Tackling Trichotillomania Head on
There are varying degrees of severity of trichotillomania, but in the severest of cases can cause significant balding and damage to the hair follicles, hindering hair regrowth. Emma Simonsen has suffered with trichotillomania since she was 13 years of old. It started when she experienced bad split ends and had to pull them, until she felt that she could no longer stop. Emma realized that she might have this condition when she already developed bald patches. Like many trich sufferers, the lack of awareness that the condition exists means that it often goes misdiagnosed and therefore untreated for many years. It is usually when the behavior causes real damage that the person is alerted to the fact that they may have a problem. With the advent of the information age via the internet, more and more people are starting to learn about trichotillomania. In the online news article featuring Emma's story, she describes that it was only when she looked down from her computer and was alarmed by the amount of hair she had pulled when she immediately looked to the internet for answers, "I went onto the internet and typed, 'Why can't I stop pulling out my hair?' The word 'trichotillomania' came up and I felt instantly relieved. I'd never heard of it before but I could see that this was a recognised condition."
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You are not Alone
Like any condition, knowing there is a name for your problem and that you are not the only one struggling with it, takes a huge burden off. However, acknowledging you have a disorder is only the first step to recovery. For many, the shame and guilt associated with trichotillomania prevents them from reaching out for help or support. Initially Emma kept the secret of her condition to herself until her hairdresser noticed the damage and revealed her concerns to Emma's mom. The support and understanding from Emma's mom was another important step in helping her manage her disorder, "She didn't judge me and wanted to help. It was such a relief not having to hide it anymore."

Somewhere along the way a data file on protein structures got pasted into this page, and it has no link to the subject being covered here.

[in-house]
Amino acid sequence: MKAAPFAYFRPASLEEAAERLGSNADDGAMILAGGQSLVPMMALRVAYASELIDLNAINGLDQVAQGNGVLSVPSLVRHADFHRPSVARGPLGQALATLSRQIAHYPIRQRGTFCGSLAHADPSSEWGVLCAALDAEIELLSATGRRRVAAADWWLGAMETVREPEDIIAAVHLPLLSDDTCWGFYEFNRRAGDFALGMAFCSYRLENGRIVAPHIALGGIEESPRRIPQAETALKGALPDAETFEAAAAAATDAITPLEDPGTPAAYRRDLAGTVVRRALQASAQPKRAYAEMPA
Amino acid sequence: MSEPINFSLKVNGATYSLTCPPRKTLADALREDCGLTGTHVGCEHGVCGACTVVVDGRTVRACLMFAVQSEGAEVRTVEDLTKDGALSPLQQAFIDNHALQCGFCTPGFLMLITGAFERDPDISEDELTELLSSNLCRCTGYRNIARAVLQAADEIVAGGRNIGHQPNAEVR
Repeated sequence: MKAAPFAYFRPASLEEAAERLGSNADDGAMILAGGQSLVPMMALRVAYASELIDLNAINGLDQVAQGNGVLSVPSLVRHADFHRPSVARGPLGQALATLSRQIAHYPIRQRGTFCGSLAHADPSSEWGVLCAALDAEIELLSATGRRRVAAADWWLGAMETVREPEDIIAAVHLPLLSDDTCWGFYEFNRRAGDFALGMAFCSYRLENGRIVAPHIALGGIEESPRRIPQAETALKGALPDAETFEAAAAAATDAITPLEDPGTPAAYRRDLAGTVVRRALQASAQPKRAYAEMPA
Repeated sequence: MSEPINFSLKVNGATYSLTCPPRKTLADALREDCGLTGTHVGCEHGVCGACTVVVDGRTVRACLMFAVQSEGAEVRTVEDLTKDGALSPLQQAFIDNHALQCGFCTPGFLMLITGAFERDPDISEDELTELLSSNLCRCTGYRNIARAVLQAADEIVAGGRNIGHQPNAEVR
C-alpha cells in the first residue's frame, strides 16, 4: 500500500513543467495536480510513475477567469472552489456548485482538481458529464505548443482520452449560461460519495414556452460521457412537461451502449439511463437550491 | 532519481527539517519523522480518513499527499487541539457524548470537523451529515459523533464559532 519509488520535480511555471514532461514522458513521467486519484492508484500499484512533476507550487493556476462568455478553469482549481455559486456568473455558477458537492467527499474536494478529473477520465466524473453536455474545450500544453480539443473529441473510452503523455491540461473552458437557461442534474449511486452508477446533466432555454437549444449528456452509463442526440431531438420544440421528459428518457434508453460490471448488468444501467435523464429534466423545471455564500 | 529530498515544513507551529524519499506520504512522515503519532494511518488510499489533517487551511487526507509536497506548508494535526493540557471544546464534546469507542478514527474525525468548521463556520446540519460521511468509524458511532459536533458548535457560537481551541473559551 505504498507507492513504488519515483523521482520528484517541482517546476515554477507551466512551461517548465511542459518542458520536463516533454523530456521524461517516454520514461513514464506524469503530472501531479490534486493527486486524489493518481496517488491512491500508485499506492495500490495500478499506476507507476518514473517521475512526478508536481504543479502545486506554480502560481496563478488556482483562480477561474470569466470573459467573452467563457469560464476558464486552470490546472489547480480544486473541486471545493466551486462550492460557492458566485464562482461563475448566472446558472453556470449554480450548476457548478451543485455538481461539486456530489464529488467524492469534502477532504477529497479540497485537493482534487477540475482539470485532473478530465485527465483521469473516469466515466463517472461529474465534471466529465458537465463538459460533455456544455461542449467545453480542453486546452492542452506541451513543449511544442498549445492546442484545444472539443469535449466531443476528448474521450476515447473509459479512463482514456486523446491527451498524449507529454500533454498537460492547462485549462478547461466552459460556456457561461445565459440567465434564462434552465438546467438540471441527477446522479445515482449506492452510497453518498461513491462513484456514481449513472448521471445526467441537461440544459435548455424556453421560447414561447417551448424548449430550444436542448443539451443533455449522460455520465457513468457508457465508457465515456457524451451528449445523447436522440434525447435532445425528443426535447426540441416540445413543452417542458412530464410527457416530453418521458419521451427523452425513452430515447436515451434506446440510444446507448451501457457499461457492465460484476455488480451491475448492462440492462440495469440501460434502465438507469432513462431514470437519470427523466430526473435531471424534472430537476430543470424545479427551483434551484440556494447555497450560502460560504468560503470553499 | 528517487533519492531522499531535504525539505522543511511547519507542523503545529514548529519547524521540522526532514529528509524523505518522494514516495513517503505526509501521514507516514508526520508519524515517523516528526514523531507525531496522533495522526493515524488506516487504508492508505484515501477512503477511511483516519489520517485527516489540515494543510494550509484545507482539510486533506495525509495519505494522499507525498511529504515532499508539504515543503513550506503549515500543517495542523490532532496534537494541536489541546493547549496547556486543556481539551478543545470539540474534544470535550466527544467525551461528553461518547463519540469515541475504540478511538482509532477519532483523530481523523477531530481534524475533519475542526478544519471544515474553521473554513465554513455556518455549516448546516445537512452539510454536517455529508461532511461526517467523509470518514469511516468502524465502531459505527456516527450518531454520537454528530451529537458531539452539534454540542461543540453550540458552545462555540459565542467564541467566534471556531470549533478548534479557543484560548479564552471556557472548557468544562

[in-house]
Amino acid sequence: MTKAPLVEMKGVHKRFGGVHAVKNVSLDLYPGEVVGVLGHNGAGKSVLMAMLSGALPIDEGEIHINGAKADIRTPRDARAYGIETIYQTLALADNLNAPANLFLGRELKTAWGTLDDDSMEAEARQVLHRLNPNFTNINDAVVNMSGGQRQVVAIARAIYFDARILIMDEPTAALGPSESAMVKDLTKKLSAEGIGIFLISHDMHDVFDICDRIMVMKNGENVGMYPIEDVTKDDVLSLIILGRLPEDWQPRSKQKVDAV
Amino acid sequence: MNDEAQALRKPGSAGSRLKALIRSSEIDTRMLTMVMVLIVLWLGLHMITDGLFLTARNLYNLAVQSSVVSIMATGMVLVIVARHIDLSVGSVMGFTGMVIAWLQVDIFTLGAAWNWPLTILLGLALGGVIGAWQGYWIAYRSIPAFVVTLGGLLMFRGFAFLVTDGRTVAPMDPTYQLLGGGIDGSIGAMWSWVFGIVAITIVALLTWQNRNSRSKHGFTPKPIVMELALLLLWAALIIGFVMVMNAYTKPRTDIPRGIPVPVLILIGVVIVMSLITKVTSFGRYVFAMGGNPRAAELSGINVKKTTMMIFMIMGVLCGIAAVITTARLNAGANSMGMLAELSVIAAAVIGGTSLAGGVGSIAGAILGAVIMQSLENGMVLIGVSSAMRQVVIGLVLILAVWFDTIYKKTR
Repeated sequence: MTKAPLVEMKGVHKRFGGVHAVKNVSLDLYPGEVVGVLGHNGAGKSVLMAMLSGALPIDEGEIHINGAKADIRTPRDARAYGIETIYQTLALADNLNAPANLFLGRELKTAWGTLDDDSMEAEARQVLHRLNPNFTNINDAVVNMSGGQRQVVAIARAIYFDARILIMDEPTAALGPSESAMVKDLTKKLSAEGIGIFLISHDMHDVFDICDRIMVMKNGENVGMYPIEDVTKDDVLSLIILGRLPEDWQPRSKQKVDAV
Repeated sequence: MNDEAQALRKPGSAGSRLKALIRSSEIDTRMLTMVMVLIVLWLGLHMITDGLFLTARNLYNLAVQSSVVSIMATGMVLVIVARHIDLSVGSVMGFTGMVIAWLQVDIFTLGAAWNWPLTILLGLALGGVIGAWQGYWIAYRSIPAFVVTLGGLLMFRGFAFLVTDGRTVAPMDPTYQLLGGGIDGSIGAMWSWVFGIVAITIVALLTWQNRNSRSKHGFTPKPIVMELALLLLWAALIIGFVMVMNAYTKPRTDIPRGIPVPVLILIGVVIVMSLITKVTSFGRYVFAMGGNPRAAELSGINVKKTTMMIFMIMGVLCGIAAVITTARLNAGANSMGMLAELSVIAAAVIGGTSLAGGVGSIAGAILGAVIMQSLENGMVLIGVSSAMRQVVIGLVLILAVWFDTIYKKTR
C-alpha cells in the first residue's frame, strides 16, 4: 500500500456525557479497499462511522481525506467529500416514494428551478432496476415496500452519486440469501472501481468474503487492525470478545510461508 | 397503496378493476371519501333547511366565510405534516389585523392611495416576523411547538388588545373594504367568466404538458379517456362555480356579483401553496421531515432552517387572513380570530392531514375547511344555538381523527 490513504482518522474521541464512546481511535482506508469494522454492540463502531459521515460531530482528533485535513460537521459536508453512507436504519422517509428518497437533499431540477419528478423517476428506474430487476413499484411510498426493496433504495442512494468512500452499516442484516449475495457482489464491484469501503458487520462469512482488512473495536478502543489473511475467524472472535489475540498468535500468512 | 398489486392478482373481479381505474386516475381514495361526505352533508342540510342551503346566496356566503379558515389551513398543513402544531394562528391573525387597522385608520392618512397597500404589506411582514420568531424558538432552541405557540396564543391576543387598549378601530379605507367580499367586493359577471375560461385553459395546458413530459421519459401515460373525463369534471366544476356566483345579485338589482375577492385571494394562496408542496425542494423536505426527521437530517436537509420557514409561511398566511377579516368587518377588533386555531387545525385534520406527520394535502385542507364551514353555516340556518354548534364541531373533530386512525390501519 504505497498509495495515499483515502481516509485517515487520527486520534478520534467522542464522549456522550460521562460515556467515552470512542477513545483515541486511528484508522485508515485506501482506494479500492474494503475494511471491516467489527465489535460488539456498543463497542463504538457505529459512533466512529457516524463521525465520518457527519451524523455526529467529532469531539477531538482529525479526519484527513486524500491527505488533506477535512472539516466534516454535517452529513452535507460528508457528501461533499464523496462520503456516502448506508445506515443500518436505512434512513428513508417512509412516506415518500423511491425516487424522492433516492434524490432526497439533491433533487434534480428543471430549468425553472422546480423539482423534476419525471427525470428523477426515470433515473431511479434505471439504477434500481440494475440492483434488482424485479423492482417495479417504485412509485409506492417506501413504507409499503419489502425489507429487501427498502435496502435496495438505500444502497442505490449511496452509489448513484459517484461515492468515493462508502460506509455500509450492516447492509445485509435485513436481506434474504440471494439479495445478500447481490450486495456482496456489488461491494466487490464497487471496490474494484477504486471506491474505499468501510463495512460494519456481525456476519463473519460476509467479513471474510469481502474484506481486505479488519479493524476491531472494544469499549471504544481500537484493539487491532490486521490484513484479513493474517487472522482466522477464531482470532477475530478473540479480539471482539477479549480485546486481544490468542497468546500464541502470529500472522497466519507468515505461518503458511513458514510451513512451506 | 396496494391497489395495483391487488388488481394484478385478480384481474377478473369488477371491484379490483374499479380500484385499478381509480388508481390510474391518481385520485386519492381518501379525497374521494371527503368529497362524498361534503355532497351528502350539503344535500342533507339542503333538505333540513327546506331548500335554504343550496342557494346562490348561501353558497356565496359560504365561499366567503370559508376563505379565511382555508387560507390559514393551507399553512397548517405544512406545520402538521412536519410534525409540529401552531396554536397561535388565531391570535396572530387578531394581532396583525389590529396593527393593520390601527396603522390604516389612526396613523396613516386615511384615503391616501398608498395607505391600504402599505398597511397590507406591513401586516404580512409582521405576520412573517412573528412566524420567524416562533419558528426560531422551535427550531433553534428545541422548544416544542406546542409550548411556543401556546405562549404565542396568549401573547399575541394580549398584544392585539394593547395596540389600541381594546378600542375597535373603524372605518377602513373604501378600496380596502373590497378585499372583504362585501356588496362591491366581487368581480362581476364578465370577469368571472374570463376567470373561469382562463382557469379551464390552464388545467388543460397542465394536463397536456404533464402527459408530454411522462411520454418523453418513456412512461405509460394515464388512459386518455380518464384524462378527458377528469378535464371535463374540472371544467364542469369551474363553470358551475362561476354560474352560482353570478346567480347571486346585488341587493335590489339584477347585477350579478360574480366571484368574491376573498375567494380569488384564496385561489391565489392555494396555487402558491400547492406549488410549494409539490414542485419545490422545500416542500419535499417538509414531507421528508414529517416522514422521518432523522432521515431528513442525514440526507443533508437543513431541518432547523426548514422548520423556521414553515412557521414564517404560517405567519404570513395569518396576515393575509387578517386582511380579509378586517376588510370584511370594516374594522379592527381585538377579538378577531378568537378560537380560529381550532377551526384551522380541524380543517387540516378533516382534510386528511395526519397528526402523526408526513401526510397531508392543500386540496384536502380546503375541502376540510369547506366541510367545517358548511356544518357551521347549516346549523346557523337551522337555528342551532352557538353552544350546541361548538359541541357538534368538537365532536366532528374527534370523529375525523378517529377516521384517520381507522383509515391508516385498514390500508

Facing up by opening up
Unfortunately the lack of awareness about trichotillomania and other body-focussed repetitive behaviors (BFRBs) among the medical fraternity found Emma left unsupported by her doctor.It was only after she started seeing a councillor on a regular basis that she started to come to terms with her condition and started to be more open about it. Talking openly about any mental health condition, let alone compulsive hair pulling is an incredibly courageous step for anyone, because inevitably there will be those who are less tolerant of difference and may harshly judge someone with an already vulnerable self esteem. Emma is one such courageous young woman who has decided to tackle trichotillomania head on and help other young people like herself by launching a campaign with the charity Fixers (an organization that supports 16 to 25-year-olds to tackle any issue that matters to them), to raise awareness about trichotillomania. For more information or to support Emma's campaign visit www.trichster.fixers.org.uk